Monday, November 17, 2014

Automotive News Hans Greimel digs deep into Japanese cultural underpinnings of price-fixing; extradition risk rising

Mister X.
"the man who never dies"

Hans Greimel has written an extremely interesting article about the Japanese aspects of the price-fixing crackdown, including an interview with one of the jailed executives, now back at work at his company.
Confessions of a price-fixer; supplier network shelters fugitives, ex-cons


"the handling of some cases and a trend of execs trying to evade justice also have exposed a rarely seen underside of Japan's business culture still at odds with international norms."

"Thirty-one parts suppliers, mainly Japanese companies, making everything from wire harnesses to wiper switches, have pleaded guilty or agreed to plead guilty in the crackdown since 2011. Forty-six individuals, almost exclusively Japanese, have been charged. The indictments continue, with two more individuals indicted on Nov. 14.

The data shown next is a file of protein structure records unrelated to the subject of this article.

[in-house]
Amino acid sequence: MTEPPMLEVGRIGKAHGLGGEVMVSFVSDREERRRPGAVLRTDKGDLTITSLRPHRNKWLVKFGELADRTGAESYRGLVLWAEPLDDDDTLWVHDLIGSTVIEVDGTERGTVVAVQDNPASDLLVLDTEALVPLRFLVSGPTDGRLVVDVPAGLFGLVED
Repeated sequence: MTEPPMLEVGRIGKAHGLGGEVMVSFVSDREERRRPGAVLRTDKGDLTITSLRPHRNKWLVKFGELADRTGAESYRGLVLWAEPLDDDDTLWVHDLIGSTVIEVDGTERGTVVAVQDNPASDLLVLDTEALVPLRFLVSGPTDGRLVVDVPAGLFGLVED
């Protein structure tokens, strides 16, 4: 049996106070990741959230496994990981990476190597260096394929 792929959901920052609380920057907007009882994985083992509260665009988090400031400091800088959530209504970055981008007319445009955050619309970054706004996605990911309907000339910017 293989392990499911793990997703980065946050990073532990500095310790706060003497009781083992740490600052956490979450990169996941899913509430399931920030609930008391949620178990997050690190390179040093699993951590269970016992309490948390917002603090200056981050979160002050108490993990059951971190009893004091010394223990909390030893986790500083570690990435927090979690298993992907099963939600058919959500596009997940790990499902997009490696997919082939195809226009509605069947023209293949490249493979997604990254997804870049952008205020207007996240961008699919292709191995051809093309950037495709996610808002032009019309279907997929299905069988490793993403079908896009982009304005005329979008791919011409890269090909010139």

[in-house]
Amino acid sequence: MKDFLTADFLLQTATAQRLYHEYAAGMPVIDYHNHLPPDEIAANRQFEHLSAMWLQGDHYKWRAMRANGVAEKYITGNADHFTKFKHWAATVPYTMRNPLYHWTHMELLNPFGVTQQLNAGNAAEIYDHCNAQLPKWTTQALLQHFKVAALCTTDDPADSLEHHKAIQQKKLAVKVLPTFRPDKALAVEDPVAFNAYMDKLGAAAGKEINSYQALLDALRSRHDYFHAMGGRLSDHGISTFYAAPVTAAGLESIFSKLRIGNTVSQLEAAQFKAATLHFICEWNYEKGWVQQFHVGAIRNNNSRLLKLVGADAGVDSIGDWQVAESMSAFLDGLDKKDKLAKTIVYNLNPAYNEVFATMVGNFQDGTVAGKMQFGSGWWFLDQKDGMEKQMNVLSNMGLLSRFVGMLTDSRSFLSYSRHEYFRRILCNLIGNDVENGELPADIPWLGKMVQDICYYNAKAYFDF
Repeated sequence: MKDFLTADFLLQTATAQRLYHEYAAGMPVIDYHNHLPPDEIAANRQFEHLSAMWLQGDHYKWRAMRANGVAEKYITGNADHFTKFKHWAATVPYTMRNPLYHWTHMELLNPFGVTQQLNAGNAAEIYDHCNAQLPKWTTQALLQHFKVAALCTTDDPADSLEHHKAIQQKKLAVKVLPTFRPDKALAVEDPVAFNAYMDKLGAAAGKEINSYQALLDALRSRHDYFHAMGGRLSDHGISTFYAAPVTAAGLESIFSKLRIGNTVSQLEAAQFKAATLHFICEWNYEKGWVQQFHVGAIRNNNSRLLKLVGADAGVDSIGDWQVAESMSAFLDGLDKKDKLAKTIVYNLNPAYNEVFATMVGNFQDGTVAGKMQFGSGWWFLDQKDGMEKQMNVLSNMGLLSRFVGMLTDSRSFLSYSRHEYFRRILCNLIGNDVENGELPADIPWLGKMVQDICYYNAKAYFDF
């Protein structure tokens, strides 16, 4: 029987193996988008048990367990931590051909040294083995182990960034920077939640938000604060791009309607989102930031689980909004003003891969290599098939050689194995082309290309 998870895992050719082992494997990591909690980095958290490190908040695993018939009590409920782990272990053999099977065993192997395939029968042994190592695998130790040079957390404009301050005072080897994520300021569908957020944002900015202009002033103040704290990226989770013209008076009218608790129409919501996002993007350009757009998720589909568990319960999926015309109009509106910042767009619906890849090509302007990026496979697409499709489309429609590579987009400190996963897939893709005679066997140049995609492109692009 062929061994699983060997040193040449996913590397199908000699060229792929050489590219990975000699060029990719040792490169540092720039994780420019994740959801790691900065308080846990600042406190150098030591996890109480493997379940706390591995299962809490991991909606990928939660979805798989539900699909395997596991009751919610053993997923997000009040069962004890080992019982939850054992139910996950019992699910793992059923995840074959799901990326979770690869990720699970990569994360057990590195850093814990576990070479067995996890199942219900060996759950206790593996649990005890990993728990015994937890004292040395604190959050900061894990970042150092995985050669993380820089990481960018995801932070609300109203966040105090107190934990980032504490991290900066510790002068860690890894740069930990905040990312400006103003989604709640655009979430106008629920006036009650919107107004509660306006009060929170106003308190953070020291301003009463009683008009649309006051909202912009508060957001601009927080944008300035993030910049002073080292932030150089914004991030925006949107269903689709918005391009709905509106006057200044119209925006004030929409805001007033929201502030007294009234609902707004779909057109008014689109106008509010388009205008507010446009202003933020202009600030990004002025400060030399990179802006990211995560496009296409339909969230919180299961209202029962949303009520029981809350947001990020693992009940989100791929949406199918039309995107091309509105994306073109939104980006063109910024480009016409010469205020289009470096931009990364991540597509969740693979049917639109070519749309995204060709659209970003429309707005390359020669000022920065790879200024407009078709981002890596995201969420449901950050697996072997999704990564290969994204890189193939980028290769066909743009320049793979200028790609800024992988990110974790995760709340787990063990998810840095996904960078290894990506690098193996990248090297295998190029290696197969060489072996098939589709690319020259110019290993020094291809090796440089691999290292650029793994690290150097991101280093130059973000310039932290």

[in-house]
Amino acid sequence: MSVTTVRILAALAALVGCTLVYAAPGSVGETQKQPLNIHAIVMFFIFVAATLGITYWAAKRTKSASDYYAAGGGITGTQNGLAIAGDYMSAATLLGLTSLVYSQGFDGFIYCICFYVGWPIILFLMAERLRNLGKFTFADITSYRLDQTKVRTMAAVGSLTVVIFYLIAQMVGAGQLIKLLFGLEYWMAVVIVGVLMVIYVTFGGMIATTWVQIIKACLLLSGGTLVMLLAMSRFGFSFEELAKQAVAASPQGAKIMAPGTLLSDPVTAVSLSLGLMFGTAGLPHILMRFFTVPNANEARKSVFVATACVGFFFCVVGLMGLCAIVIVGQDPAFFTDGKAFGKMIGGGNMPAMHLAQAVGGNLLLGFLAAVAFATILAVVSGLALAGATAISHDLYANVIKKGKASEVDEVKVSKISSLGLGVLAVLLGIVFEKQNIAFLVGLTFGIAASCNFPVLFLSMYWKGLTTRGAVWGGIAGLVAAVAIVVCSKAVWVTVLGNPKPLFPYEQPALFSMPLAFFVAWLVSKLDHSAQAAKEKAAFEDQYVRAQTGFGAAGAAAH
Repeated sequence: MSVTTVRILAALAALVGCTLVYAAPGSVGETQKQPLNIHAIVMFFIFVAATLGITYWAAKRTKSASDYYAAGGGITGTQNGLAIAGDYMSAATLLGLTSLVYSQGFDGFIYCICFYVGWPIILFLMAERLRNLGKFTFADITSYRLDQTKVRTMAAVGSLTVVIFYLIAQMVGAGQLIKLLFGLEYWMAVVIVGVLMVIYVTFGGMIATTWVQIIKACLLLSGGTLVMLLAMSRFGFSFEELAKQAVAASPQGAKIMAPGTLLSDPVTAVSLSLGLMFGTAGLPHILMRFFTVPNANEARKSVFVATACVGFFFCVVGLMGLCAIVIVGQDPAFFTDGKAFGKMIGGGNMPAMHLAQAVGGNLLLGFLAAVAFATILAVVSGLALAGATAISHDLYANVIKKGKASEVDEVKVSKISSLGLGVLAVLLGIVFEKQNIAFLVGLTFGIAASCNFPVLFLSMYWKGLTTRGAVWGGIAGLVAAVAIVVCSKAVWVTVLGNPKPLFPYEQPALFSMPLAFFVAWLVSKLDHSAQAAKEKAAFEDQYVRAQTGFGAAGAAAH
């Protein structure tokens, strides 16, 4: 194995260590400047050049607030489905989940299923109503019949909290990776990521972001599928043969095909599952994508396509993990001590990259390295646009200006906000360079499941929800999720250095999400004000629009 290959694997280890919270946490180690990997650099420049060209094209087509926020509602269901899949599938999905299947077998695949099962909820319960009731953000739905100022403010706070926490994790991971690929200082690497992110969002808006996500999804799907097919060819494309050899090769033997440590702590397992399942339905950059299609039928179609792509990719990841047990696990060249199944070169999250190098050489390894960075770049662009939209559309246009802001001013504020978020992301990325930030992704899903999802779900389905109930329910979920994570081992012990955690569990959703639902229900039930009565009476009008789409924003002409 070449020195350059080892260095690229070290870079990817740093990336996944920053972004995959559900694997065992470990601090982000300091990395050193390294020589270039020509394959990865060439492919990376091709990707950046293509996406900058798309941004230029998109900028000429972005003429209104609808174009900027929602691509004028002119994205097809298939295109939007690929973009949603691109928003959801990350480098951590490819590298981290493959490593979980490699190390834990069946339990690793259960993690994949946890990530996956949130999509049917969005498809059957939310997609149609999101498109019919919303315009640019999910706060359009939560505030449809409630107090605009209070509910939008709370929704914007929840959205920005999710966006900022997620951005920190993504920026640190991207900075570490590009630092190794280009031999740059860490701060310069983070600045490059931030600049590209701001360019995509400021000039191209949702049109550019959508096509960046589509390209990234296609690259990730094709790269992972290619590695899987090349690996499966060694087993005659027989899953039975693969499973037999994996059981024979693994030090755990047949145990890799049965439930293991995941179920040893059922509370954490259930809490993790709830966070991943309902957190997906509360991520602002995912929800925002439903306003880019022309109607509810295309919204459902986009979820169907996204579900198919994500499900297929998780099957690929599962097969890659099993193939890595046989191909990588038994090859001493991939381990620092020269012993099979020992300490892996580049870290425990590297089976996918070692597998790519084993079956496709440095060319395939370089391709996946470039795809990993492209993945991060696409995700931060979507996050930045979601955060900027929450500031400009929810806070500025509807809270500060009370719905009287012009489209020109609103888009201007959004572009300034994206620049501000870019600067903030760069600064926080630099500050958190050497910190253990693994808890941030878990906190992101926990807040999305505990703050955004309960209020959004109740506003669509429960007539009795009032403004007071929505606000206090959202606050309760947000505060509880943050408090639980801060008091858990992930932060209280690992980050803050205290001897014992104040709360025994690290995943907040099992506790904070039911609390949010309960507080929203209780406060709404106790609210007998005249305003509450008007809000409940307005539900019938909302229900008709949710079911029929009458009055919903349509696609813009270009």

No one has challenged the charges in court; 26 individuals agreed to prison instead. Another 20 have yet to enter pleas or are otherwise ignoring their indictments.
A review of the cases by Automotive News finds some of the execs are still in Japan, gainfully employed by the suppliers for which they are charged with rigging bids."
"It's like the Mafia," complained one Japan-based executive at an international parts supplier. "The boss says you can come back after doing your time. Just because it's the Japanese way, doesn't mean it's right."
"Suppliers argue that the relentless pressure from automakers to annually cut costs creates a fertile field for suppliers to circle wagons in an effort to stave off predatory pricing."
Question: What responsibility do Japanese automakers have to their suppliers as the execs are herded off to jail? If it is to keep doing business as usual, they are doing that. 
Japanese feudal loyalty at play here...